You may be thinking after reading my last blog about “What Chickens Want” that I am a few bricks short of a full load and that I don’t understand the true nature of chickens. Always keep in mind that I live in town, I have a small flock, and they are basically “working pets.” I have a lot of people watching and enquiring (sometimes daily) about the health and well being of my “girls.”
Here are a few characteristics of chickens that they don’t tell you about at the feed store when you are admiring those fluffy little chicks:
Chickens Are Birds and All Birds Are Naughty. Our chickens scold, jump, and peck at us from time to time if the snacks are present but not being dispensed quickly enough. They are not as bright as parrots but can be just as ornery. My Grandmother’s green parrot, Mike, used to bully my mother whenever she came to visit. My grandmother doted on the little terror, and he could do no wrong. He would nip at my mom’s ankles and drive her up onto a chair and then chuckle and knuckle walk around it until my grandmother took pity on her, picked him up, and fondly chided him. For all his antics, he was good company for my widowed grandmother. We have one hen, Saucy Sally, who is always trying to get our attention for one reason or another by pecking. We sometimes pick her up and tuck her under one arm while doing chores. This gentle domination seems to settle her hash temporarily. Sure, she’s spicy, but she’s a good-looking hen who lays nice eggs, and we feel she is worth the effort.
Idle Beaks Are the Devil’s Workshop. Chickens are hardwired to seek and peck. If they are under- or overstimulated, crowded, or malnourished, they seek and peck each other. This can get so ugly that I won’t even elaborate on it here. Keeping birds busy with toys, chicken Kongs, and things they can peck and eat is just common sense from the standpoint of controlling noise, as well as controlling carnage. The goal is eggs for our table and manure for the compost bins, not casualties.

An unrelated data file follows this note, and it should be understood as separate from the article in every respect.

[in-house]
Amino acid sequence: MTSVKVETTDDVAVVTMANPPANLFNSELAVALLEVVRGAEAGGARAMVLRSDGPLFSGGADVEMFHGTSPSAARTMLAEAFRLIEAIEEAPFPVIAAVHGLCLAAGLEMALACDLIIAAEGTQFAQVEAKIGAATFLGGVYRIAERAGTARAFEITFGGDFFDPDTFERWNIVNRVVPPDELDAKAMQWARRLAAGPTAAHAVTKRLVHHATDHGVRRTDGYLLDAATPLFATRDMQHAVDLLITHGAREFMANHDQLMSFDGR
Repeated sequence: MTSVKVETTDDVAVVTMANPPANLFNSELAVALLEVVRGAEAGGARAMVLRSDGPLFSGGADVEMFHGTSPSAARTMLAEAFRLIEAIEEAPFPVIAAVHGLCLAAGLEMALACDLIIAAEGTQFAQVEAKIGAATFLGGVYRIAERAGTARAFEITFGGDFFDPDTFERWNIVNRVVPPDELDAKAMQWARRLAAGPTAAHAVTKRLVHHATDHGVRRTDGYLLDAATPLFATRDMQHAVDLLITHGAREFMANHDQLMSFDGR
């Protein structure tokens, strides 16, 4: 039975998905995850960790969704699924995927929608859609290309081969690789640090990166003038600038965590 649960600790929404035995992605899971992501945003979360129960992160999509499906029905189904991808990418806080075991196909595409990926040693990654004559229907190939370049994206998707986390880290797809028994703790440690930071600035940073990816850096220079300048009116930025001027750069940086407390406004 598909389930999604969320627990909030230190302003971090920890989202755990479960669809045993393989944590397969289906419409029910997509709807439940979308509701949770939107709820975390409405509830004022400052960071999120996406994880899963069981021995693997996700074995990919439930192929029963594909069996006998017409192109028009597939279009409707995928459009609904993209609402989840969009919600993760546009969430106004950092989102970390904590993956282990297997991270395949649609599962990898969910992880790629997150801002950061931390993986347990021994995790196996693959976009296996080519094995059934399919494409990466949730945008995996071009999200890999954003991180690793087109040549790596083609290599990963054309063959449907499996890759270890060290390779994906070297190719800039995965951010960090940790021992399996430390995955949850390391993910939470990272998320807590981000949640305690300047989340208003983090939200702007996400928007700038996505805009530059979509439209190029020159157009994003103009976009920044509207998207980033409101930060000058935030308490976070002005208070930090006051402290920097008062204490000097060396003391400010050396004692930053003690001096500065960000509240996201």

Chickens are miniature T-Rexes with Feathers. This is related to my previous point. Chickens are like killer reptiles with warm blood. Watch them gobble up anything that moves, and you will know what I mean. An acquaintance of mine picked up a board in her coop one day and uncovered a colony of mice. The chickens got right to work and killed and ate them as efficiently as good mousers. Chickens also move abruptly, compete fiercely, and are harder to read than mammals, which makes some people uneasy.
Roosters Can Be the Spawn of Evil. I have no roosters because I live in town and minimizing noise is very important. I’ve run into a few of my chickens’ country cousins, though, and it wasn’t pretty. Roosters are very good at challenging and attacking what they consider threats whether it is you, your child, or another bird. They seem to fluff up to three times their normal size and come hunting red meat. They don’t respond like mammals to yelling and posturing; they just keep on coming! Many people have had experiences with roosters that have colored their view of chickens for a lifetime. Roosters do, however, do a wonderful job of warning the flock and deflecting danger, so the hens and chicks can get to safety—often at great cost to themselves.
All in all, I enjoy my hens just the way they are and have very few illusions about them. They keep me on my toes and are absorbing to watch and work around. I like the little noises they make and how their eyes get shiny when they are about to do something bad. They are one of my dreams come true. I hope you are as fortunate. Begonia
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